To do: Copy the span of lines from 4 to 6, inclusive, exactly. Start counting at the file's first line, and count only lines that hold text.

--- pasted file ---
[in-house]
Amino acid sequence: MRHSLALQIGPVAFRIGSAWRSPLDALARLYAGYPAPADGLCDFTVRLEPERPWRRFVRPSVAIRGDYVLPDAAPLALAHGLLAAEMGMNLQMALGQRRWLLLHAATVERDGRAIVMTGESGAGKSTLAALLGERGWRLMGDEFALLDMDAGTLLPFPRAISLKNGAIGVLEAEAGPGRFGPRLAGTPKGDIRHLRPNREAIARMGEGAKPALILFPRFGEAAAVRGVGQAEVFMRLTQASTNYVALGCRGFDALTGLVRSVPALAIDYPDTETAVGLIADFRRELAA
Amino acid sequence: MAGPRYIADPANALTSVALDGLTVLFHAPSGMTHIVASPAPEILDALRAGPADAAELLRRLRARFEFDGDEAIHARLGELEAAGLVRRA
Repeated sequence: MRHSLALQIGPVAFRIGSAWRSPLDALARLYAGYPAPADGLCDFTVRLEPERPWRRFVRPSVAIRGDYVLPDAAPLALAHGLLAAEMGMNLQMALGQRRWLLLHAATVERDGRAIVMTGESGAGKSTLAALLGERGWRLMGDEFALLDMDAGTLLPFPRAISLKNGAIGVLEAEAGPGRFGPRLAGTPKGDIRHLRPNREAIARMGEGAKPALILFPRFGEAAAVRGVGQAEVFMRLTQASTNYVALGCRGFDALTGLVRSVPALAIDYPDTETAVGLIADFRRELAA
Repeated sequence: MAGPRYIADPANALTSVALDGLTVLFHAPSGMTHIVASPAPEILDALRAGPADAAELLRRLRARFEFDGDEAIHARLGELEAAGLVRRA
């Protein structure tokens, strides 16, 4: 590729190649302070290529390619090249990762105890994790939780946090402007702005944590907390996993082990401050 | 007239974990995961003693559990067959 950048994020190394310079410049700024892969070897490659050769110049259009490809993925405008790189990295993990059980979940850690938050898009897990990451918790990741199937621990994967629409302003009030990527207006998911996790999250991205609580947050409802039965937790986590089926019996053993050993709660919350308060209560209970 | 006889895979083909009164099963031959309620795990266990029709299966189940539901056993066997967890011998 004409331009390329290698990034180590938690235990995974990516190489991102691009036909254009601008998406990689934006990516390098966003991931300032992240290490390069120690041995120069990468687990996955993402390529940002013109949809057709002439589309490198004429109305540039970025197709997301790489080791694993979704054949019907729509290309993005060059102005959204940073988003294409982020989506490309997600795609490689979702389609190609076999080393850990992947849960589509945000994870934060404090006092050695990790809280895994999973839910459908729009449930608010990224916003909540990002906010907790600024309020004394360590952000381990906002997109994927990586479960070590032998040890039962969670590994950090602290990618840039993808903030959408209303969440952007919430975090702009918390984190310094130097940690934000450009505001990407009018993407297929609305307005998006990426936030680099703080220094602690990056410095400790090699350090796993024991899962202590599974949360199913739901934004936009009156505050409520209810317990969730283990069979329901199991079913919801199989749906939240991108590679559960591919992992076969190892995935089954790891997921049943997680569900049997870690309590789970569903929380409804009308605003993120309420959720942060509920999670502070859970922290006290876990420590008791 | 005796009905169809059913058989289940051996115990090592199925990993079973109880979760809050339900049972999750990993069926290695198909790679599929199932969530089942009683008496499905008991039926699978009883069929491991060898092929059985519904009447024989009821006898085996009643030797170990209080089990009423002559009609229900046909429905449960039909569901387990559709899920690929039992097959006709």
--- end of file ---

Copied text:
Repeated sequence: MRHSLALQIGPVAFRIGSAWRSPLDALARLYAGYPAPADGLCDFTVRLEPERPWRRFVRPSVAIRGDYVLPDAAPLALAHGLLAAEMGMNLQMALGQRRWLLLHAATVERDGRAIVMTGESGAGKSTLAALLGERGWRLMGDEFALLDMDAGTLLPFPRAISLKNGAIGVLEAEAGPGRFGPRLAGTPKGDIRHLRPNREAIARMGEGAKPALILFPRFGEAAAVRGVGQAEVFMRLTQASTNYVALGCRGFDALTGLVRSVPALAIDYPDTETAVGLIADFRRELAA
Repeated sequence: MAGPRYIADPANALTSVALDGLTVLFHAPSGMTHIVASPAPEILDALRAGPADAAELLRRLRARFEFDGDEAIHARLGELEAAGLVRRA
């Protein structure tokens, strides 16, 4: 590729190649302070290529390619090249990762105890994790939780946090402007702005944590907390996993082990401050 | 007239974990995961003693559990067959 950048994020190394310079410049700024892969070897490659050769110049259009490809993925405008790189990295993990059980979940850690938050898009897990990451918790990741199937621990994967629409302003009030990527207006998911996790999250991205609580947050409802039965937790986590089926019996053993050993709660919350308060209560209970 | 006889895979083909009164099963031959309620795990266990029709299966189940539901056993066997967890011998 004409331009390329290698990034180590938690235990995974990516190489991102691009036909254009601008998406990689934006990516390098966003991931300032992240290490390069120690041995120069990468687990996955993402390529940002013109949809057709002439589309490198004429109305540039970025197709997301790489080791694993979704054949019907729509290309993005060059102005959204940073988003294409982020989506490309997600795609490689979702389609190609076999080393850990992947849960589509945000994870934060404090006092050695990790809280895994999973839910459908729009449930608010990224916003909540990002906010907790600024309020004394360590952000381990906002997109994927990586479960070590032998040890039962969670590994950090602290990618840039993808903030959408209303969440952007919430975090702009918390984190310094130097940690934000450009505001990407009018993407297929609305307005998006990426936030680099703080220094602690990056410095400790090699350090796993024991899962202590599974949360199913739901934004936009009156505050409520209810317990969730283990069979329901199991079913919801199989749906939240991108590679559960591919992992076969190892995935089954790891997921049943997680569900049997870690309590789970569903929380409804009308605003993120309420959720942060509920999670502070859970922290006290876990420590008791 | 005796009905169809059913058989289940051996115990090592199925990993079973109880979760809050339900049972999750990993069926290695198909790679599929199932969530089942009683008496499905008991039926699978009883069929491991060898092929059985519904009447024989009821006898085996009643030797170990209080089990009423002559009609229900046909429905449960039909569901387990559709899920690929039992097959006709």